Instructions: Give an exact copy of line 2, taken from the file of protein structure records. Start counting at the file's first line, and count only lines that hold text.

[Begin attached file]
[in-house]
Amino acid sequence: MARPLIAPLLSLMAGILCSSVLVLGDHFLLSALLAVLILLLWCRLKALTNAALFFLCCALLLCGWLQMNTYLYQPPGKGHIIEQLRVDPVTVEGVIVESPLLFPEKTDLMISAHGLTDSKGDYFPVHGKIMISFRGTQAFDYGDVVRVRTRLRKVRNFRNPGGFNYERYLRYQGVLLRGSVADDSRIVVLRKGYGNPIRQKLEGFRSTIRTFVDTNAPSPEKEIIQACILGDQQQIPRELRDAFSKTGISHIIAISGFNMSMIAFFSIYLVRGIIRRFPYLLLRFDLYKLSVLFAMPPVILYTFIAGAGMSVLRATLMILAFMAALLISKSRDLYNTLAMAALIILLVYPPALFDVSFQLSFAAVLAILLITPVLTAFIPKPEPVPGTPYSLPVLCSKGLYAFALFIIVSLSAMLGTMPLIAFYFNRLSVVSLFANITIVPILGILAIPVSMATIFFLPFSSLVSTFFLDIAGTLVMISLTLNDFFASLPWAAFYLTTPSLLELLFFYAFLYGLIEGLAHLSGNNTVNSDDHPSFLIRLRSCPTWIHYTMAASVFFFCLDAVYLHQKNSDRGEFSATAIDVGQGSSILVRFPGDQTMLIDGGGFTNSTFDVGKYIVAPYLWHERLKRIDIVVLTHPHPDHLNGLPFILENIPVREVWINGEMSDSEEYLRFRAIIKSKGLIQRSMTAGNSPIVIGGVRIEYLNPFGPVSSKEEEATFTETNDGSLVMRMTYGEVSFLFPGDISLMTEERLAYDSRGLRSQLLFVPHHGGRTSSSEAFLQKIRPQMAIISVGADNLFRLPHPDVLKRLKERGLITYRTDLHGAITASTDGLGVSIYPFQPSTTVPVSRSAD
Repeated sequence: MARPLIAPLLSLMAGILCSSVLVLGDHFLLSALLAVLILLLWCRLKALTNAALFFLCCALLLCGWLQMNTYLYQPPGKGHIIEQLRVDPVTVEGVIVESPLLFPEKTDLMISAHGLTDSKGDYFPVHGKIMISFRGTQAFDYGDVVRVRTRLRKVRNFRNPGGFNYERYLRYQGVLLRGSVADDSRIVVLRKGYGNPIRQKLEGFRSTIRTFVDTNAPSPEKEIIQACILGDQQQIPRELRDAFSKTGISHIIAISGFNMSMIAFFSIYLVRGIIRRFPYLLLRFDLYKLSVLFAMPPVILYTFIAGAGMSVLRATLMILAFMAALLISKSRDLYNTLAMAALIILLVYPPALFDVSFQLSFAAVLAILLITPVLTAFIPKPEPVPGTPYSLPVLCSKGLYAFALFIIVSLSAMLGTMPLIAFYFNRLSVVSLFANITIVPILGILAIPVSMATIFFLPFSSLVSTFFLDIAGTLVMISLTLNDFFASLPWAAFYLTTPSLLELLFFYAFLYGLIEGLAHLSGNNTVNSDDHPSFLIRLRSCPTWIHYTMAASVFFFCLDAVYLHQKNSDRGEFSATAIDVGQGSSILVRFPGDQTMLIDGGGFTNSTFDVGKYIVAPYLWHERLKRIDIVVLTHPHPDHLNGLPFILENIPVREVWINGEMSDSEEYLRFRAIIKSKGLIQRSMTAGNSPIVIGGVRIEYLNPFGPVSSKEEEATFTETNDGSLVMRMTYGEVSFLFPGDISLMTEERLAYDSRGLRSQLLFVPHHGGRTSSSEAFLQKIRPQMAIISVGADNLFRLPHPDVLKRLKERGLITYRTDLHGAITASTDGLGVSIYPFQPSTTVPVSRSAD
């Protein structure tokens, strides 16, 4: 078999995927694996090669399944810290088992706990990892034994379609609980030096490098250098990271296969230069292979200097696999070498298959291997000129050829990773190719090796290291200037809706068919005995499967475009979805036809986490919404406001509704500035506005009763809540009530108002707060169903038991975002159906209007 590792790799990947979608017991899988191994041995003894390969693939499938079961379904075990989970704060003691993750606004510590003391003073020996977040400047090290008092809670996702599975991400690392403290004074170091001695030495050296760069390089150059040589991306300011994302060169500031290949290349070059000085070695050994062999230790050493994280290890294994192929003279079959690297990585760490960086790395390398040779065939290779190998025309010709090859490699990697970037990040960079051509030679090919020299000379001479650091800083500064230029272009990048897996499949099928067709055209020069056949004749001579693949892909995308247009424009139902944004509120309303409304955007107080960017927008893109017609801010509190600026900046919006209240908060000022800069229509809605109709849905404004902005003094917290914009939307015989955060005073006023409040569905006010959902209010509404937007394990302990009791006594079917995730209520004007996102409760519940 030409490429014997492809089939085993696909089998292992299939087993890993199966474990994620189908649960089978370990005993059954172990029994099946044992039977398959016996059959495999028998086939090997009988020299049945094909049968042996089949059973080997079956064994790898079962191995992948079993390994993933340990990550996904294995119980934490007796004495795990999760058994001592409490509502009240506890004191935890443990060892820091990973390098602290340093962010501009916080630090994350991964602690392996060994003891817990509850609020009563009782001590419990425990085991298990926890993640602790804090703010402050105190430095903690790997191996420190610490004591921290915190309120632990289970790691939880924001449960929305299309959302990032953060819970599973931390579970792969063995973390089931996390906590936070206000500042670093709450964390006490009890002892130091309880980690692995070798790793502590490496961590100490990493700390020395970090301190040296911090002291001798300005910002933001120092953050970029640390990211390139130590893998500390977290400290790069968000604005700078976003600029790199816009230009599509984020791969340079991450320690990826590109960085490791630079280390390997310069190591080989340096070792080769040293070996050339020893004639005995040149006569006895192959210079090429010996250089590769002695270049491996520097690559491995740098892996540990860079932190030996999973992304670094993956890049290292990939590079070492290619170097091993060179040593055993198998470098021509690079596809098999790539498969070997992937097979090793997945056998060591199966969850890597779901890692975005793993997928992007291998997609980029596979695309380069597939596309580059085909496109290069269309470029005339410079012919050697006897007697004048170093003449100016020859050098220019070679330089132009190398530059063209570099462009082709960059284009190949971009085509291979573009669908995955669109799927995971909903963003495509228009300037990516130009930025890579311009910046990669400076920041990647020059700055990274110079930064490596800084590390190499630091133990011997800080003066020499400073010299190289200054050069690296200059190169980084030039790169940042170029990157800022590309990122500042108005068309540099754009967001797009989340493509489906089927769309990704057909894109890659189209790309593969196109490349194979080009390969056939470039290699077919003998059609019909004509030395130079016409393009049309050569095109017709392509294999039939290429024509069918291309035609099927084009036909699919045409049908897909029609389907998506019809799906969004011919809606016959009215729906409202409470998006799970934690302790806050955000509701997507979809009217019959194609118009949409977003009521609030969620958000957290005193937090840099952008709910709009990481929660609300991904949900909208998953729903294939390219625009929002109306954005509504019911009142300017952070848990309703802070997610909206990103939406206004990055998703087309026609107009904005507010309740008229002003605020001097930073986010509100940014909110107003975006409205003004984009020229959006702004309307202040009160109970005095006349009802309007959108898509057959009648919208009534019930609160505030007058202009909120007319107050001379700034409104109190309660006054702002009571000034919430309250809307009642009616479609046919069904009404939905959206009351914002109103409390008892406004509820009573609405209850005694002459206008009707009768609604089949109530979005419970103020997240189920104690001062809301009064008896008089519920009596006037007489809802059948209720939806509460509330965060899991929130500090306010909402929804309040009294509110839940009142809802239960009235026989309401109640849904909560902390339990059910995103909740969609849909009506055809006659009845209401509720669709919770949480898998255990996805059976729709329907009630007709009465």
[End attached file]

Amino acid sequence: MARPLIAPLLSLMAGILCSSVLVLGDHFLLSALLAVLILLLWCRLKALTNAALFFLCCALLLCGWLQMNTYLYQPPGKGHIIEQLRVDPVTVEGVIVESPLLFPEKTDLMISAHGLTDSKGDYFPVHGKIMISFRGTQAFDYGDVVRVRTRLRKVRNFRNPGGFNYERYLRYQGVLLRGSVADDSRIVVLRKGYGNPIRQKLEGFRSTIRTFVDTNAPSPEKEIIQACILGDQQQIPRELRDAFSKTGISHIIAISGFNMSMIAFFSIYLVRGIIRRFPYLLLRFDLYKLSVLFAMPPVILYTFIAGAGMSVLRATLMILAFMAALLISKSRDLYNTLAMAALIILLVYPPALFDVSFQLSFAAVLAILLITPVLTAFIPKPEPVPGTPYSLPVLCSKGLYAFALFIIVSLSAMLGTMPLIAFYFNRLSVVSLFANITIVPILGILAIPVSMATIFFLPFSSLVSTFFLDIAGTLVMISLTLNDFFASLPWAAFYLTTPSLLELLFFYAFLYGLIEGLAHLSGNNTVNSDDHPSFLIRLRSCPTWIHYTMAASVFFFCLDAVYLHQKNSDRGEFSATAIDVGQGSSILVRFPGDQTMLIDGGGFTNSTFDVGKYIVAPYLWHERLKRIDIVVLTHPHPDHLNGLPFILENIPVREVWINGEMSDSEEYLRFRAIIKSKGLIQRSMTAGNSPIVIGGVRIEYLNPFGPVSSKEEEATFTETNDGSLVMRMTYGEVSFLFPGDISLMTEERLAYDSRGLRSQLLFVPHHGGRTSSSEAFLQKIRPQMAIISVGADNLFRLPHPDVLKRLKERGLITYRTDLHGAITASTDGLGVSIYPFQPSTTVPVSRSAD